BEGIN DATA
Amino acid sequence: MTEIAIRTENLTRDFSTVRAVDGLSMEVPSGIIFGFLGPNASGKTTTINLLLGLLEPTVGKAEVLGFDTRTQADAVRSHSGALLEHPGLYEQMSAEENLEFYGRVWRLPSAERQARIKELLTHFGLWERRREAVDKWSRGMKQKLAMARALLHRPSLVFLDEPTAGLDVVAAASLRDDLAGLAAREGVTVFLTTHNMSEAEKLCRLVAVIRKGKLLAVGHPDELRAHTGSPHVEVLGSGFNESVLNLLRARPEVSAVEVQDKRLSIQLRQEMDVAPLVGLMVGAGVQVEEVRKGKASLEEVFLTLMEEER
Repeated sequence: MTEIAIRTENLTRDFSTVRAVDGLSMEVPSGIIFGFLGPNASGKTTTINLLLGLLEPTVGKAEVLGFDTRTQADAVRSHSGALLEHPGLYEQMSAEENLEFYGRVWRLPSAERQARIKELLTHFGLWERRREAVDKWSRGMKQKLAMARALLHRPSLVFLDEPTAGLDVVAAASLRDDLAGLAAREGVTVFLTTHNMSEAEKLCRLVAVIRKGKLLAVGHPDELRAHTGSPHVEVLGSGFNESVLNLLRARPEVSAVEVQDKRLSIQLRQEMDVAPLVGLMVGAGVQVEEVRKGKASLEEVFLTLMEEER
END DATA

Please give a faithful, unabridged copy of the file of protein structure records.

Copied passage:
Amino acid sequence: MTEIAIRTENLTRDFSTVRAVDGLSMEVPSGIIFGFLGPNASGKTTTINLLLGLLEPTVGKAEVLGFDTRTQADAVRSHSGALLEHPGLYEQMSAEENLEFYGRVWRLPSAERQARIKELLTHFGLWERRREAVDKWSRGMKQKLAMARALLHRPSLVFLDEPTAGLDVVAAASLRDDLAGLAAREGVTVFLTTHNMSEAEKLCRLVAVIRKGKLLAVGHPDELRAHTGSPHVEVLGSGFNESVLNLLRARPEVSAVEVQDKRLSIQLRQEMDVAPLVGLMVGAGVQVEEVRKGKASLEEVFLTLMEEER
Repeated sequence: MTEIAIRTENLTRDFSTVRAVDGLSMEVPSGIIFGFLGPNASGKTTTINLLLGLLEPTVGKAEVLGFDTRTQADAVRSHSGALLEHPGLYEQMSAEENLEFYGRVWRLPSAERQARIKELLTHFGLWERRREAVDKWSRGMKQKLAMARALLHRPSLVFLDEPTAGLDVVAAASLRDDLAGLAAREGVTVFLTTHNMSEAEKLCRLVAVIRKGKLLAVGHPDELRAHTGSPHVEVLGSGFNESVLNLLRARPEVSAVEVQDKRLSIQLRQEMDVAPLVGLMVGAGVQVEEVRKGKASLEEVFLTLMEEER